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Concerning medicine, what are the differences between antibiotics and antibacterials?

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An antibacterial is any compound that will kill or at least slow down the growth of strictly bacteria, a domain of prokaryotes.

An antibiotic is often used synonymously, but denotes a compound that kills or slows down the growth of any cellular pathogen, prokaryotic or eukaryotic. So, certain antibiotics can kill bacteria, fungi and parasites but antibiotics have no effect on viruses and prions.

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Just to add to your answer: bacteriostatic agents slow down the growth of bacteria, whereas bactericidal agents kill it. –  jello Sep 25 '12 at 3:09
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Antibiotics are a broader range of antimicrobial compounds which can act on fungi, bacteria, and other compounds. Although antibacterials come under antibiotics, antibacterials can kill only bacteria.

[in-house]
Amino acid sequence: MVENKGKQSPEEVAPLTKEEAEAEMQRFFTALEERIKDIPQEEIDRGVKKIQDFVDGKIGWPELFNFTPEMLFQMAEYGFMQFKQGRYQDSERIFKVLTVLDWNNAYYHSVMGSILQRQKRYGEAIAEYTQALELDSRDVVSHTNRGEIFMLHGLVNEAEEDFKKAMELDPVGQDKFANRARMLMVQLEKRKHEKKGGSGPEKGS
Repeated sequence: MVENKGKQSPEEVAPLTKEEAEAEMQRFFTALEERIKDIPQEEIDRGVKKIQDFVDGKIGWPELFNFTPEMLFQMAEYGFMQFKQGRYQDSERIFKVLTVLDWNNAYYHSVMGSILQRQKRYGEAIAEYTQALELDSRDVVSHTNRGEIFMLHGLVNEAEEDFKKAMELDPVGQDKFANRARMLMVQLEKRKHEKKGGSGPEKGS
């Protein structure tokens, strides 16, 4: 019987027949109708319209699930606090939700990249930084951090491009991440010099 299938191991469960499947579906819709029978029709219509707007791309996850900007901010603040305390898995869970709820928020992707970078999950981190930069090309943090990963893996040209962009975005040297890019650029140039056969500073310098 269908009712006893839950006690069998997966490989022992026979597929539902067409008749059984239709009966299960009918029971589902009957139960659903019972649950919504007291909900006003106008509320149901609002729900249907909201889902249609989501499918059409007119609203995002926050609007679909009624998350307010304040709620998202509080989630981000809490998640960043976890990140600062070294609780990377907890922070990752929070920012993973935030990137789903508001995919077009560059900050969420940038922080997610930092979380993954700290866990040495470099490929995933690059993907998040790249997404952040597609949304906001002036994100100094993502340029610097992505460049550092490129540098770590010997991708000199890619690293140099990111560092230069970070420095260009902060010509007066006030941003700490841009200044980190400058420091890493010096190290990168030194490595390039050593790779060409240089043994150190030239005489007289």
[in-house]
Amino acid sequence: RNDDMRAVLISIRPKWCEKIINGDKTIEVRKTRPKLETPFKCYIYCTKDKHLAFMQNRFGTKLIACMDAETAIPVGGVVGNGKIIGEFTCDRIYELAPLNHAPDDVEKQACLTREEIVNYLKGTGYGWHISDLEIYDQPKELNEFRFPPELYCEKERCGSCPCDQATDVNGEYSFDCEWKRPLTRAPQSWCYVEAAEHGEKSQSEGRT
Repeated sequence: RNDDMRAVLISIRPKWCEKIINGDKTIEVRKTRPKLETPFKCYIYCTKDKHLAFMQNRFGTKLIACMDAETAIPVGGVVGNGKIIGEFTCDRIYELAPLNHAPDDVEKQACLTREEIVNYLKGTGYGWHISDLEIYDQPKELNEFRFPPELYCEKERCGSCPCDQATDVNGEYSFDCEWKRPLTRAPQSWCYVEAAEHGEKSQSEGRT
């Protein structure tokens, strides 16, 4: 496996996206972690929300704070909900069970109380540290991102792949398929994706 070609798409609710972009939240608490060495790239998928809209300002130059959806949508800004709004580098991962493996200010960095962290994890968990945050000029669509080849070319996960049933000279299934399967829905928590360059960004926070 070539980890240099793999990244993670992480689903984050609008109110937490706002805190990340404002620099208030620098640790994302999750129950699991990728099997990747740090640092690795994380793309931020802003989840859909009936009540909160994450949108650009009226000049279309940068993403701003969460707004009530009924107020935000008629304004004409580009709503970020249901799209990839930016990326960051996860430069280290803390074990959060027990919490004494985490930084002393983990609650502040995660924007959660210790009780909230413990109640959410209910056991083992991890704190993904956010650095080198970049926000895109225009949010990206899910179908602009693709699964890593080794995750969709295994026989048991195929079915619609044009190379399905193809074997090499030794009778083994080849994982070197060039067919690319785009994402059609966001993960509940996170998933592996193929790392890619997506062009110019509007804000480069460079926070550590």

Penicillin was the first discovered by Alexander Fleming antibiotic and antibacterial.

There are certian classes of compounds which are bacteriostatic, which will not allow bacteria to grow (Ampcillin kills dividing cells) in number.

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Could you clarify the middle sentence ("Penicillin was..."), it's ambiguous and I wasn't sure what to make of it. –  jonsca Sep 26 '12 at 3:44
    
Penicillin was discovered by a Scottish scientist and Nobel laureate Alexander Fleming in 1928. Later Selman Abraham Waksman discovered another antibiotic named Streptomycin. –  VAR121 Sep 26 '12 at 4:07
    
Yes, thank you, I meant it's confusing whether it was the first discovered by him or the first discovered. I don't believe it was the latter. –  jonsca Sep 26 '12 at 4:08
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Antibacterials are agents that only kill and stop the growth of bacteria, while antibiotics are agents that kill and stop the growth of bacteria, fungi and sometimes viruses. All antibacterials are antibiotics, but all antibiotics are not antibacterials. Antibacterial is one of the class of antibiotics.

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